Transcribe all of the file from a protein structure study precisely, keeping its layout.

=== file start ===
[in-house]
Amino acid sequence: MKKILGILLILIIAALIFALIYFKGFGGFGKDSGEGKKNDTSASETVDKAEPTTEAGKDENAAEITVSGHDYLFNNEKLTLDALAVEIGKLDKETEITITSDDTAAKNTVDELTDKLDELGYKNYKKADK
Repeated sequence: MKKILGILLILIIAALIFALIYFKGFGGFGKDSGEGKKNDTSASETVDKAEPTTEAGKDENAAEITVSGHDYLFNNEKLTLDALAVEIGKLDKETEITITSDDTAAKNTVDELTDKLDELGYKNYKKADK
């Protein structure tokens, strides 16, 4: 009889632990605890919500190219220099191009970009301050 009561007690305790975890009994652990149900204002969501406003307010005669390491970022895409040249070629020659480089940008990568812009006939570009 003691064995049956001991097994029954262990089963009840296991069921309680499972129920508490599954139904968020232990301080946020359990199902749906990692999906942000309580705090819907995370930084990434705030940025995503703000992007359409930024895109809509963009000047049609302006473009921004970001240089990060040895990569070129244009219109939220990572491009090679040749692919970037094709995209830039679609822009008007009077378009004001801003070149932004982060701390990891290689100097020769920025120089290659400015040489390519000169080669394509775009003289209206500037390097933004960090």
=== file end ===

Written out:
[in-house]
Amino acid sequence: MKKILGILLILIIAALIFALIYFKGFGGFGKDSGEGKKNDTSASETVDKAEPTTEAGKDENAAEITVSGHDYLFNNEKLTLDALAVEIGKLDKETEITITSDDTAAKNTVDELTDKLDELGYKNYKKADK
Repeated sequence: MKKILGILLILIIAALIFALIYFKGFGGFGKDSGEGKKNDTSASETVDKAEPTTEAGKDENAAEITVSGHDYLFNNEKLTLDALAVEIGKLDKETEITITSDDTAAKNTVDELTDKLDELGYKNYKKADK
């Protein structure tokens, strides 16, 4: 009889632990605890919500190219220099191009970009301050 009561007690305790975890009994652990149900204002969501406003307010005669390491970022895409040249070629020659480089940008990568812009006939570009 003691064995049956001991097994029954262990089963009840296991069921309680499972129920508490599954139904968020232990301080946020359990199902749906990692999906942000309580705090819907995370930084990434705030940025995503703000992007359409930024895109809509963009000047049609302006473009921004970001240089990060040895990569070129244009219109939220990572491009090679040749692919970037094709995209830039679609822009008007009077378009004001801003070149932004982060701390990891290689100097020769920025120089290659400015040489390519000169080669394509775009003289209206500037390097933004960090």